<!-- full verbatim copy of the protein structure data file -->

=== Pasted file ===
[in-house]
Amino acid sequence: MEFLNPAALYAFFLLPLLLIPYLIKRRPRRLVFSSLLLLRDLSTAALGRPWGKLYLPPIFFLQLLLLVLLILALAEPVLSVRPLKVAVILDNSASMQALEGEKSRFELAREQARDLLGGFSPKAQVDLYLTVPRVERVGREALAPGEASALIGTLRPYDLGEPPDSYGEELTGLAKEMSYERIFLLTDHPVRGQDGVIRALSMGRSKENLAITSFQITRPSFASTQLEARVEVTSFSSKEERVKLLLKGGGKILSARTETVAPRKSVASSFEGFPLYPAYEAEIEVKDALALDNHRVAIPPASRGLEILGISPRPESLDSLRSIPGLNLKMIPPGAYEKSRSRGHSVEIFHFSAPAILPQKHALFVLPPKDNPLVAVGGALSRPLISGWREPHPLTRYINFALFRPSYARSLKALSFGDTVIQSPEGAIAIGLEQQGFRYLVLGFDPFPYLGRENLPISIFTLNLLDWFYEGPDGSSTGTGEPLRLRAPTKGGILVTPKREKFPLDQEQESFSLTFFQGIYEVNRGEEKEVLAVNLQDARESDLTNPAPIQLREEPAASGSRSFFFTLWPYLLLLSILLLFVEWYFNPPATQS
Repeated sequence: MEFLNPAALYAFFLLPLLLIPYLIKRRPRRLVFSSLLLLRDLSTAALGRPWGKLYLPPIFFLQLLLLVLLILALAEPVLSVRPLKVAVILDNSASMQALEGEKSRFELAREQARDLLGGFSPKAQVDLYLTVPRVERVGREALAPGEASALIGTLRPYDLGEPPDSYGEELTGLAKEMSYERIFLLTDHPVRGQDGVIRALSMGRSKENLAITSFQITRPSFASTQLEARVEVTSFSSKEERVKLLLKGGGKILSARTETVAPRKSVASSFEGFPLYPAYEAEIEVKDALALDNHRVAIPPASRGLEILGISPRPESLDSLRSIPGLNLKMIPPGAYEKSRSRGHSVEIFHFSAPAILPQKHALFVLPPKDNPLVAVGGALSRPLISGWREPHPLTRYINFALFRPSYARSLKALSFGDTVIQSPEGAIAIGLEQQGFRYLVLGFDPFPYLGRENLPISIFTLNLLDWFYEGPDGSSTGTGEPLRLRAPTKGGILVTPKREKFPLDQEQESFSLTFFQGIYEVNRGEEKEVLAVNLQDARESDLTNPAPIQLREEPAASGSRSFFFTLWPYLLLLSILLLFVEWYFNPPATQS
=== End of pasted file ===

[in-house]
Amino acid sequence: MEFLNPAALYAFFLLPLLLIPYLIKRRPRRLVFSSLLLLRDLSTAALGRPWGKLYLPPIFFLQLLLLVLLILALAEPVLSVRPLKVAVILDNSASMQALEGEKSRFELAREQARDLLGGFSPKAQVDLYLTVPRVERVGREALAPGEASALIGTLRPYDLGEPPDSYGEELTGLAKEMSYERIFLLTDHPVRGQDGVIRALSMGRSKENLAITSFQITRPSFASTQLEARVEVTSFSSKEERVKLLLKGGGKILSARTETVAPRKSVASSFEGFPLYPAYEAEIEVKDALALDNHRVAIPPASRGLEILGISPRPESLDSLRSIPGLNLKMIPPGAYEKSRSRGHSVEIFHFSAPAILPQKHALFVLPPKDNPLVAVGGALSRPLISGWREPHPLTRYINFALFRPSYARSLKALSFGDTVIQSPEGAIAIGLEQQGFRYLVLGFDPFPYLGRENLPISIFTLNLLDWFYEGPDGSSTGTGEPLRLRAPTKGGILVTPKREKFPLDQEQESFSLTFFQGIYEVNRGEEKEVLAVNLQDARESDLTNPAPIQLREEPAASGSRSFFFTLWPYLLLLSILLLFVEWYFNPPATQS
Repeated sequence: MEFLNPAALYAFFLLPLLLIPYLIKRRPRRLVFSSLLLLRDLSTAALGRPWGKLYLPPIFFLQLLLLVLLILALAEPVLSVRPLKVAVILDNSASMQALEGEKSRFELAREQARDLLGGFSPKAQVDLYLTVPRVERVGREALAPGEASALIGTLRPYDLGEPPDSYGEELTGLAKEMSYERIFLLTDHPVRGQDGVIRALSMGRSKENLAITSFQITRPSFASTQLEARVEVTSFSSKEERVKLLLKGGGKILSARTETVAPRKSVASSFEGFPLYPAYEAEIEVKDALALDNHRVAIPPASRGLEILGISPRPESLDSLRSIPGLNLKMIPPGAYEKSRSRGHSVEIFHFSAPAILPQKHALFVLPPKDNPLVAVGGALSRPLISGWREPHPLTRYINFALFRPSYARSLKALSFGDTVIQSPEGAIAIGLEQQGFRYLVLGFDPFPYLGRENLPISIFTLNLLDWFYEGPDGSSTGTGEPLRLRAPTKGGILVTPKREKFPLDQEQESFSLTFFQGIYEVNRGEEKEVLAVNLQDARESDLTNPAPIQLREEPAASGSRSFFFTLWPYLLLLSILLLFVEWYFNPPATQS